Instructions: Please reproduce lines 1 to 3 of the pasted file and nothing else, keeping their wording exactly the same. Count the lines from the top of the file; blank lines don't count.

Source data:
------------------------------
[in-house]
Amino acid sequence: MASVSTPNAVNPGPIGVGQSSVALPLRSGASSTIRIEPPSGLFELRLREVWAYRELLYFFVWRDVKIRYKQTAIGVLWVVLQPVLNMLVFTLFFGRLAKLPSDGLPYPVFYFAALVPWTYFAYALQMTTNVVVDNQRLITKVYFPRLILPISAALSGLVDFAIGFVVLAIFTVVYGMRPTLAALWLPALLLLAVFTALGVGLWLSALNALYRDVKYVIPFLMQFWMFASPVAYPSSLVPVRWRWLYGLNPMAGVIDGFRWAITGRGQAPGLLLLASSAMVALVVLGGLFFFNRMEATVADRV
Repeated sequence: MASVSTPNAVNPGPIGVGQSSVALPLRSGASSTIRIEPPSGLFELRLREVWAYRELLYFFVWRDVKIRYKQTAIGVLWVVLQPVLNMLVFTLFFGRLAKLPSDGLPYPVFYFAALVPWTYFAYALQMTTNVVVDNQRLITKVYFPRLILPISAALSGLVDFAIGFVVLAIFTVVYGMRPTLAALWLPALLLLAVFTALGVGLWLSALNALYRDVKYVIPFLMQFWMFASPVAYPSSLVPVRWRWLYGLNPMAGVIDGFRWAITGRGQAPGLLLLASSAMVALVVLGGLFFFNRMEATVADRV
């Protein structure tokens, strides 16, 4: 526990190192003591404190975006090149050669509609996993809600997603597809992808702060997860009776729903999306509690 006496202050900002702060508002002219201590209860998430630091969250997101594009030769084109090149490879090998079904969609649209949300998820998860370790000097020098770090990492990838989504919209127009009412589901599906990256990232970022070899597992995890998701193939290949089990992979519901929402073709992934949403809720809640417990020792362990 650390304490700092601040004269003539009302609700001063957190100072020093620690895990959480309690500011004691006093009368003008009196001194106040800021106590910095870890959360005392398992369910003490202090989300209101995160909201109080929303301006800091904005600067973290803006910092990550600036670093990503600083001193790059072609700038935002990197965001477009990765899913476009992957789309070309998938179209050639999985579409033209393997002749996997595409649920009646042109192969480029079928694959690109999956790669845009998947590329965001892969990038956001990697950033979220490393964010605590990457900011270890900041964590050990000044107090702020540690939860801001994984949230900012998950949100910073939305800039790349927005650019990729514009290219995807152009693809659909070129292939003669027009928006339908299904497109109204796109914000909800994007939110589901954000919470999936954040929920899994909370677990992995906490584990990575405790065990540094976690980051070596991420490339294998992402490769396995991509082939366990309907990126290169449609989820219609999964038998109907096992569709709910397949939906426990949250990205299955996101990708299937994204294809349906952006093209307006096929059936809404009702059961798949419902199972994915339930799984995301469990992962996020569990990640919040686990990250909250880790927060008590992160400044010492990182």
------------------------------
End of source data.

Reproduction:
[in-house]
Amino acid sequence: MASVSTPNAVNPGPIGVGQSSVALPLRSGASSTIRIEPPSGLFELRLREVWAYRELLYFFVWRDVKIRYKQTAIGVLWVVLQPVLNMLVFTLFFGRLAKLPSDGLPYPVFYFAALVPWTYFAYALQMTTNVVVDNQRLITKVYFPRLILPISAALSGLVDFAIGFVVLAIFTVVYGMRPTLAALWLPALLLLAVFTALGVGLWLSALNALYRDVKYVIPFLMQFWMFASPVAYPSSLVPVRWRWLYGLNPMAGVIDGFRWAITGRGQAPGLLLLASSAMVALVVLGGLFFFNRMEATVADRV
Repeated sequence: MASVSTPNAVNPGPIGVGQSSVALPLRSGASSTIRIEPPSGLFELRLREVWAYRELLYFFVWRDVKIRYKQTAIGVLWVVLQPVLNMLVFTLFFGRLAKLPSDGLPYPVFYFAALVPWTYFAYALQMTTNVVVDNQRLITKVYFPRLILPISAALSGLVDFAIGFVVLAIFTVVYGMRPTLAALWLPALLLLAVFTALGVGLWLSALNALYRDVKYVIPFLMQFWMFASPVAYPSSLVPVRWRWLYGLNPMAGVIDGFRWAITGRGQAPGLLLLASSAMVALVVLGGLFFFNRMEATVADRV